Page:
The Fast Company had published an article titled “The Sharing Economy” early last year. The article was about how the Internet is revolutionizing the way people consume products and services. Just as we saw cloud computing take the center stage with its model of shared computing power, delivered as a utility, in the last couple of years we have seen innovative ways services are being rendered. GroupOn created quite a stir with its “democratized deal” model and we now have a number of clones, the most prominent among them being Living Social, gaining traction. So what are the key reasons for the sudden spurt in interest in the idea of “sharing economy”? There are two primary drivers:
- The growth in Internet and social network penetration and Smartphone adoption
- The Millenials or Gen Y graduating to become wage earners and thus wielding spending power
Services like ZipCar or GroupOn would have been difficult to imagine even 10 years ago. The idea of social networks really took hold only in the early 2000 with the growth of MySpace and subsequently Facebook. Social Networks allowed collaborative information sharing, consumption, and tilted the power-balance in favor of the crowd. The growth of social networks was also powered by the young millenials that were still in schools. The early adopters of MySpace and Facebook were school kids and college students respectively. So why did they embrace social media?
Marketers have defined the key traits of The Millenials or Gen Y. Some of the key traits they display include:
Crowd-Sourcing: Millennials rely on their friends and peers to validate their choices, be it their local circle or their online contacts, such as Facebook friends and Twitter followers. Crowdsourcing drives their rapid adoption of content and trends, internet memes and must-have technologies.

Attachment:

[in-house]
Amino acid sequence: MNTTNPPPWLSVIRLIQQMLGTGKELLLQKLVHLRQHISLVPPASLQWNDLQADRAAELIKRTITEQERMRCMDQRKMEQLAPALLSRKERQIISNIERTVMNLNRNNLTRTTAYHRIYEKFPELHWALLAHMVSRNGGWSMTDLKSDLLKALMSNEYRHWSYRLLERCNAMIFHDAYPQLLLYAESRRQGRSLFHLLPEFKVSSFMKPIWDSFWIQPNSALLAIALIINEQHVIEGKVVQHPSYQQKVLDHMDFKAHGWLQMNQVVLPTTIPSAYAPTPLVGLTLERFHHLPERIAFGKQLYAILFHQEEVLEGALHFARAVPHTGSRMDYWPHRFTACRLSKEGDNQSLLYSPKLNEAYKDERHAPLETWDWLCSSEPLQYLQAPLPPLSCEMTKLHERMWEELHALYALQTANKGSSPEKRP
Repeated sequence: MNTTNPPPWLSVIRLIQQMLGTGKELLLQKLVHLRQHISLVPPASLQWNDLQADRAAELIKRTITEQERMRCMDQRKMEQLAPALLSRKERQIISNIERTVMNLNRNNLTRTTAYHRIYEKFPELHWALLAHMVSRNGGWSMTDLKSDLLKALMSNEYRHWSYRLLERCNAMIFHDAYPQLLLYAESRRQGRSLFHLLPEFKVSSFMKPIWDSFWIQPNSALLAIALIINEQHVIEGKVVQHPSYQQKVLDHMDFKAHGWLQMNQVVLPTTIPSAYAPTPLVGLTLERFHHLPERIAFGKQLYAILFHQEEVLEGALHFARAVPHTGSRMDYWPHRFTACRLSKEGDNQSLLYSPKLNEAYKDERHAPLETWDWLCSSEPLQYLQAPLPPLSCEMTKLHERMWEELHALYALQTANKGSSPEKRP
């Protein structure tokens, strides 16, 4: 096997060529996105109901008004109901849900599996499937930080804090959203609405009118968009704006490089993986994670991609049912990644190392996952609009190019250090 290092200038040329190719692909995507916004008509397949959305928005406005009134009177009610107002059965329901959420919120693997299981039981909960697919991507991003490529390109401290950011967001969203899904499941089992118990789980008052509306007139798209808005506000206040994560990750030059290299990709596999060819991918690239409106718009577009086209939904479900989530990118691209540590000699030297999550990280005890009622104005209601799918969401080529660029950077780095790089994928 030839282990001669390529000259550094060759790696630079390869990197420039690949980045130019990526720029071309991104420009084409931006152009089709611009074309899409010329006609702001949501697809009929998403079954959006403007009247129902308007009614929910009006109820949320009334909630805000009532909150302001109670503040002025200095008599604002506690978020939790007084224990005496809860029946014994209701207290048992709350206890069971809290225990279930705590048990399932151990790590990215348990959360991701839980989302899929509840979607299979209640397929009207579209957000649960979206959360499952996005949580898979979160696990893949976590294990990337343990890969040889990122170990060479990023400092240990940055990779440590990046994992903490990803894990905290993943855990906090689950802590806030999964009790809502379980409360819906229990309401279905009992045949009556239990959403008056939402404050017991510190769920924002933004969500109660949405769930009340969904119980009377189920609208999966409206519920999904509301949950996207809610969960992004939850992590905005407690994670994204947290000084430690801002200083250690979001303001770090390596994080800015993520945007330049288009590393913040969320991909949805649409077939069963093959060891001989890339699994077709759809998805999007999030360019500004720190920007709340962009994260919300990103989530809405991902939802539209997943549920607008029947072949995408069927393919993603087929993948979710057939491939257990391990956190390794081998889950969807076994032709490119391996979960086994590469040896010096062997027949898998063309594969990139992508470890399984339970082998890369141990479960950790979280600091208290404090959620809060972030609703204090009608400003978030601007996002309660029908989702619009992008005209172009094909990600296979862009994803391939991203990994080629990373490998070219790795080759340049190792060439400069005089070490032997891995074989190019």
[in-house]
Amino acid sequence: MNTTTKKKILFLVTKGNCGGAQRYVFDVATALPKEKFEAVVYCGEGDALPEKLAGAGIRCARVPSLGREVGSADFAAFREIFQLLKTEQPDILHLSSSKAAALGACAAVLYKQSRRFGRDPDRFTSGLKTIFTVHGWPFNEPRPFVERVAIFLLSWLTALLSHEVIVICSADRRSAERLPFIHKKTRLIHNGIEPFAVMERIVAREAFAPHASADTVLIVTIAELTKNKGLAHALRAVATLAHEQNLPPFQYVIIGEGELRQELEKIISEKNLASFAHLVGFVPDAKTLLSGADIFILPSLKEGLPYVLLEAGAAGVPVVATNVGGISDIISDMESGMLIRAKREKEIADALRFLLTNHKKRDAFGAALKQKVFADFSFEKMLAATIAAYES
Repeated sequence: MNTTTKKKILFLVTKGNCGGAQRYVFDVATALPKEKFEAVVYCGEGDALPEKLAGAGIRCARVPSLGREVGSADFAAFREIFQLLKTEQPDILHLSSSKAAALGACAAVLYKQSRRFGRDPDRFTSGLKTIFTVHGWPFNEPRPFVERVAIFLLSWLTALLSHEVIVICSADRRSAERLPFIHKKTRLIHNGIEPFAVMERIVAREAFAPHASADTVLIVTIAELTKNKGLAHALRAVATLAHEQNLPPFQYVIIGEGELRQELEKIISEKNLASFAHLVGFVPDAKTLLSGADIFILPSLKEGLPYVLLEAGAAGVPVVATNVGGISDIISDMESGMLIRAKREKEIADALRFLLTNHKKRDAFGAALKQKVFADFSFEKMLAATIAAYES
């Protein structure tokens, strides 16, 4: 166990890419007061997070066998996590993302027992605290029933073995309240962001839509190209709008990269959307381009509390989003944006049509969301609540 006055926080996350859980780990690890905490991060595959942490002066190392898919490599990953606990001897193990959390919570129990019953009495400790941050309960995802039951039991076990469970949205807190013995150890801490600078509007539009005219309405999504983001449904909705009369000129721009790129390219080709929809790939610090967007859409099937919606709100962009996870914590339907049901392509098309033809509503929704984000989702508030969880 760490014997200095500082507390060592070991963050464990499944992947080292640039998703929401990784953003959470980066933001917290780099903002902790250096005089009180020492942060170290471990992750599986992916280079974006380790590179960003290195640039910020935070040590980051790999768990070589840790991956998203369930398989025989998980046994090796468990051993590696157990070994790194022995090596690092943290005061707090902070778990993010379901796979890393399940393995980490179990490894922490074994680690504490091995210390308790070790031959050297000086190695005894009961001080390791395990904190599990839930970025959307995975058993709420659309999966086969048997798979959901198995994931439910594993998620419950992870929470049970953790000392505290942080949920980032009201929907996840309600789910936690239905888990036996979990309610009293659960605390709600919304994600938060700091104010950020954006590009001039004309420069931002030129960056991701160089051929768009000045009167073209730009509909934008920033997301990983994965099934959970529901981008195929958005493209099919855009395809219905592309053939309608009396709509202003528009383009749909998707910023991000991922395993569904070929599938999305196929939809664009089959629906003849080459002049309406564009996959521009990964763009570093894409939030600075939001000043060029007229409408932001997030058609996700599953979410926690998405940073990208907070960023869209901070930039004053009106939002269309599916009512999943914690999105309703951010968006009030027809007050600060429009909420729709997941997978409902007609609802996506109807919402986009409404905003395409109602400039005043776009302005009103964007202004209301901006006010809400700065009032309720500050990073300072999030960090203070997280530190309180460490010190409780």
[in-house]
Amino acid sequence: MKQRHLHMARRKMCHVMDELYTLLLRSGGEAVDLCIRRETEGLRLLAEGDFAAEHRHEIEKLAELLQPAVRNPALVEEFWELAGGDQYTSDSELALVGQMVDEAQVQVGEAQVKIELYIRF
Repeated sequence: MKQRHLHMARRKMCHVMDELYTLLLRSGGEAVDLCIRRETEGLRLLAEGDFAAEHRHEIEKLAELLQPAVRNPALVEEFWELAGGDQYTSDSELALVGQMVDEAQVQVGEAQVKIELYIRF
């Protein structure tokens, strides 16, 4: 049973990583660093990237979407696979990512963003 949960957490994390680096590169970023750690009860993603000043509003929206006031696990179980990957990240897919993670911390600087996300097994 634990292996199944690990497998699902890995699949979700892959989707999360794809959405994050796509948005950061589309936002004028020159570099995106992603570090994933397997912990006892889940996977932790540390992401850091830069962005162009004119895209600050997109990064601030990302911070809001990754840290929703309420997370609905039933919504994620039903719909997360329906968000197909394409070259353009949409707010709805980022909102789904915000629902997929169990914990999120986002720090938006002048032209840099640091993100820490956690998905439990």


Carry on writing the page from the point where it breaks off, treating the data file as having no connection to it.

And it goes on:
Experience Driven: Millennials value experience over materialistic goals and treat discovery of cool things as a form of currency, to be shared with friends. Millennials are willing to live a simple, frugal life if it is rich with experience.
For a complete list of all the key traits of Millenials, check out this article
As it is obvious the internet, and smartphones are the primary platforms that allowed the Millenials to express themselves and hence the popularity of Facebook and Twitter.
The propensity to value their peer’s likes and dislikes, willingness to share ideas with friends, and their obvious comfort with technology and tools point to a significant change in the way training will be delivered and consumed. As I had reiterated in my earlier post, in a sharing economy the power equation has shifted to those that can share information as opposed to those hoarding information. Training departments must take stock of the state of their learning infrastructure and content to ensure that they remain effective in this day and age.
Enjoy this Stephen Colbert’s interview with Steve Case on the sharing economy.